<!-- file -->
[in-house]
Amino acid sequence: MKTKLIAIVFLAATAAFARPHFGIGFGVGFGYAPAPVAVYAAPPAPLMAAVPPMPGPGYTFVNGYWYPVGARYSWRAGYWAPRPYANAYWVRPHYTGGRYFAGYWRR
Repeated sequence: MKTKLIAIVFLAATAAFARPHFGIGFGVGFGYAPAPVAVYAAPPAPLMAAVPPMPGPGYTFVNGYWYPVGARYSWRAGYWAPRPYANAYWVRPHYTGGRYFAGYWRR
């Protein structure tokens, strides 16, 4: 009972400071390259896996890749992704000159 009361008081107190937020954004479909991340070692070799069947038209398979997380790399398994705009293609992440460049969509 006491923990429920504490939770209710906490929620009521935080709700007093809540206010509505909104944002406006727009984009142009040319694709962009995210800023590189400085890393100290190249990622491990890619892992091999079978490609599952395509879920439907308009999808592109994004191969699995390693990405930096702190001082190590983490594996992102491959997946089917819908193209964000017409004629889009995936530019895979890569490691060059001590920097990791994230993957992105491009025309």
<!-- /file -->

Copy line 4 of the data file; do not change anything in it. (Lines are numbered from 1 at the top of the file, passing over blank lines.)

């Protein structure tokens, strides 16, 4: 009972400071390259896996890749992704000159 009361008081107190937020954004479909991340070692070799069947038209398979997380790399398994705009293609992440460049969509 006491923990429920504490939770209710906490929620009521935080709700007093809540206010509505909104944002406006727009984009142009040319694709962009995210800023590189400085890393100290190249990622491990890619892992091999079978490609599952395509879920439907308009999808592109994004191969699995390693990405930096702190001082190590983490594996992102491959997946089917819908193209964000017409004629889009995936530019895979890569490691060059001590920097990791994230993957992105491009025309």